Mayor Fischer’s “overall message” may be of some comfort to his constituents, but it is a lie. While the national crime rate is decreasing, all types of crimes are on the increase in Louisville. And, before you get the idea into your head that unarmed nocturnal perambulations about our fair city might be agreeable, you need some additional information: The crime rate in America averages about 42 crimes per square mile, annually. In Kentucky, that rate is only 2 crimes per square mile; in Louisville, it’s 146. Louisville is a dangerous place in which to live.
According to cityrating.com, Louisville Metro crime statistics report an overall upward trend in crime based on data from 10 years with violent crime increasing and property crime increasing. Based on this trend, the crime rate in Louisville Metro for 2015 is expected to be higher than in 2012.
The city violent crime rate for Louisville Metro in 2012 was higher than the national violent crime rate average by 54.77% and the city property crime rate in Louisville Metro was higher than the national property crime rate average by 51.35%.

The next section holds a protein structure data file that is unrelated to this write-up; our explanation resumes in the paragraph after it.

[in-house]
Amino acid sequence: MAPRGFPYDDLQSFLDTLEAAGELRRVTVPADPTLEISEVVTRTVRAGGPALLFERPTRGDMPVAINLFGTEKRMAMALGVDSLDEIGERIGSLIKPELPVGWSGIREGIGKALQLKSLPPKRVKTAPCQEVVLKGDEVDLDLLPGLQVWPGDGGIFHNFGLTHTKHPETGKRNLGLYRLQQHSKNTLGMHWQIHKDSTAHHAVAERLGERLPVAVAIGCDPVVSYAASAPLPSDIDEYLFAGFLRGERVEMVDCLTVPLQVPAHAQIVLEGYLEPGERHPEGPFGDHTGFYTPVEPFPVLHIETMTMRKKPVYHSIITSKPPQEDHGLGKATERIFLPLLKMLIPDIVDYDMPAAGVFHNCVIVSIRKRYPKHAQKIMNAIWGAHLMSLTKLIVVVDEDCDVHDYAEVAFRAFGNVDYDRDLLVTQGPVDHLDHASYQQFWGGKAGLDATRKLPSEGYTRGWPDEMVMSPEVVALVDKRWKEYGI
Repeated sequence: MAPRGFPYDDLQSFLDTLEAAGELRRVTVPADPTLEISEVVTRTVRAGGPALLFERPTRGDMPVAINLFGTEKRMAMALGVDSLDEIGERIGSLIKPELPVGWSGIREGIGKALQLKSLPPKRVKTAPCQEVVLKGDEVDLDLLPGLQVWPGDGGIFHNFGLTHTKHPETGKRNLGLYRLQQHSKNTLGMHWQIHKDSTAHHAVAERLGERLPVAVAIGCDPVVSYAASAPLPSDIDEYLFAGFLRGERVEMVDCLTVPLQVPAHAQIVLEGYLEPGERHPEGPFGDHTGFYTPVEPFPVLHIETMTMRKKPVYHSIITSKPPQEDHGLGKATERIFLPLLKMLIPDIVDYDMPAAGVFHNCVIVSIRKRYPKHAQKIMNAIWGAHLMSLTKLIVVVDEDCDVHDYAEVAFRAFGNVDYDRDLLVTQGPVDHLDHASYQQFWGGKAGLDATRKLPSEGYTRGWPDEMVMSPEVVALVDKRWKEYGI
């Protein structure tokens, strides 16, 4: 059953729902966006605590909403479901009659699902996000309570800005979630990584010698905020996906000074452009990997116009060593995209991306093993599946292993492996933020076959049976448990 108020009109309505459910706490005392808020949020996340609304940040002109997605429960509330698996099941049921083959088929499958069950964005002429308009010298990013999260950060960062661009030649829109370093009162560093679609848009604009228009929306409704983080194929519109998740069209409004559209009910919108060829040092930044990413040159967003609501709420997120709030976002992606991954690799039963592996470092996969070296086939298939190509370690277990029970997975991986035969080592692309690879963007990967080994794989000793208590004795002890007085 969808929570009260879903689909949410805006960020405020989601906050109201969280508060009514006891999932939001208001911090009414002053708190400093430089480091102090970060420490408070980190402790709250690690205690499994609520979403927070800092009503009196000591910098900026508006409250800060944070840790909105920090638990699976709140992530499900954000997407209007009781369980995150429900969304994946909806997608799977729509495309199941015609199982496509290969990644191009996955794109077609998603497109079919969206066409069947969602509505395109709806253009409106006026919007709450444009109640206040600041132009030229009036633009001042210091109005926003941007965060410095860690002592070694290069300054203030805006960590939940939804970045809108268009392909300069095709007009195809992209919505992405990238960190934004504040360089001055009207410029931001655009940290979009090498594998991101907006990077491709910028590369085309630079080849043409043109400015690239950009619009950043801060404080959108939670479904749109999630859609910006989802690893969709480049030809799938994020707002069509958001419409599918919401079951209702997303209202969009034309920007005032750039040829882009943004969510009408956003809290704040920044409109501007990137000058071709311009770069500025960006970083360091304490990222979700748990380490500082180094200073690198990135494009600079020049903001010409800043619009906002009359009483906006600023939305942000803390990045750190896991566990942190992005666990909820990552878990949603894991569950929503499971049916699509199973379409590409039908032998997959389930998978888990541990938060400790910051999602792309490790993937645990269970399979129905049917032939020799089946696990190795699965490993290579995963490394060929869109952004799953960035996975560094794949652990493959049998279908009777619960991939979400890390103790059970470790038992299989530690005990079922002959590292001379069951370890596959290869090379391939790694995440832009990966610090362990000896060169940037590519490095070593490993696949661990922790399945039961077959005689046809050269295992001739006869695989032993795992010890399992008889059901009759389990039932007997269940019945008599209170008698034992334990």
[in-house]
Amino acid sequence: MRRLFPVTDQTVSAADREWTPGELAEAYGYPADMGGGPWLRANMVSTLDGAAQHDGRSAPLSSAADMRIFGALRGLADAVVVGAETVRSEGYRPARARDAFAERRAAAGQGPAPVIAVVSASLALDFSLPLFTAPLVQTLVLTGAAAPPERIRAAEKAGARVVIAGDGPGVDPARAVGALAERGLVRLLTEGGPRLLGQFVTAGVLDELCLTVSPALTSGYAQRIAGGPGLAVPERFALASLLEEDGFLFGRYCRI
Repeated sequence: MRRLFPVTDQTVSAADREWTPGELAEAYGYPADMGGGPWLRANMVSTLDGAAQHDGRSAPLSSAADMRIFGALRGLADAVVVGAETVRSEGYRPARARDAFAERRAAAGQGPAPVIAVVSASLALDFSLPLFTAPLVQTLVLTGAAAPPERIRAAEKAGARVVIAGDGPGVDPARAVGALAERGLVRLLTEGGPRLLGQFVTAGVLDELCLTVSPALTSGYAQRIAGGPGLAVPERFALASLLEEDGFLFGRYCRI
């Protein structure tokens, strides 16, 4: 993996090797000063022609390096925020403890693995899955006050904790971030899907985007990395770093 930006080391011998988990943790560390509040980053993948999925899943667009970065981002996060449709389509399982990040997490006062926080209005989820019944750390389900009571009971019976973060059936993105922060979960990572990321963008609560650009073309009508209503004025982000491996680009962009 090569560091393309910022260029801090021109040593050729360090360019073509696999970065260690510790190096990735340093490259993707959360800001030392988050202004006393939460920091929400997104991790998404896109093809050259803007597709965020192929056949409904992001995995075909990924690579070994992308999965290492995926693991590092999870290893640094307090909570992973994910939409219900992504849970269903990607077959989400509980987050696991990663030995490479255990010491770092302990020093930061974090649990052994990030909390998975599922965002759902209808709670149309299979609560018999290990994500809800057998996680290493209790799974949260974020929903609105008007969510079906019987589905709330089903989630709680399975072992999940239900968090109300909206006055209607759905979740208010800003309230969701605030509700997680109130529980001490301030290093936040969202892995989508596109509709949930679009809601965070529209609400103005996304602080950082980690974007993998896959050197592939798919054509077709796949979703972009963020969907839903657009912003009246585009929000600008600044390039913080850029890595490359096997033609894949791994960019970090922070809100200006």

In 2012 the city violent crime rate in Louisville Metro was higher than the violent crime rate in Kentucky by 168.96% and the city property crime rate in Louisville Metro was higher than the property crime rate in Kentucky by 69.51%.
Louisville’s final figures for 2015 are not yet in, put preliminary estimates indicate that we’re not yet ready to return to the nostalgic days of yesteryear, when folks left their doors and windows unlocked:
Mark Twain is reported to have said, "When the end of the world comes I want to be in Kentucky, because there it will come 20 years later.” He must have been thinking of Louisville when he said that. He would probably not be surprised to learn that the nationwide decline in criminal behavior has been a little slow to arrive here in River City.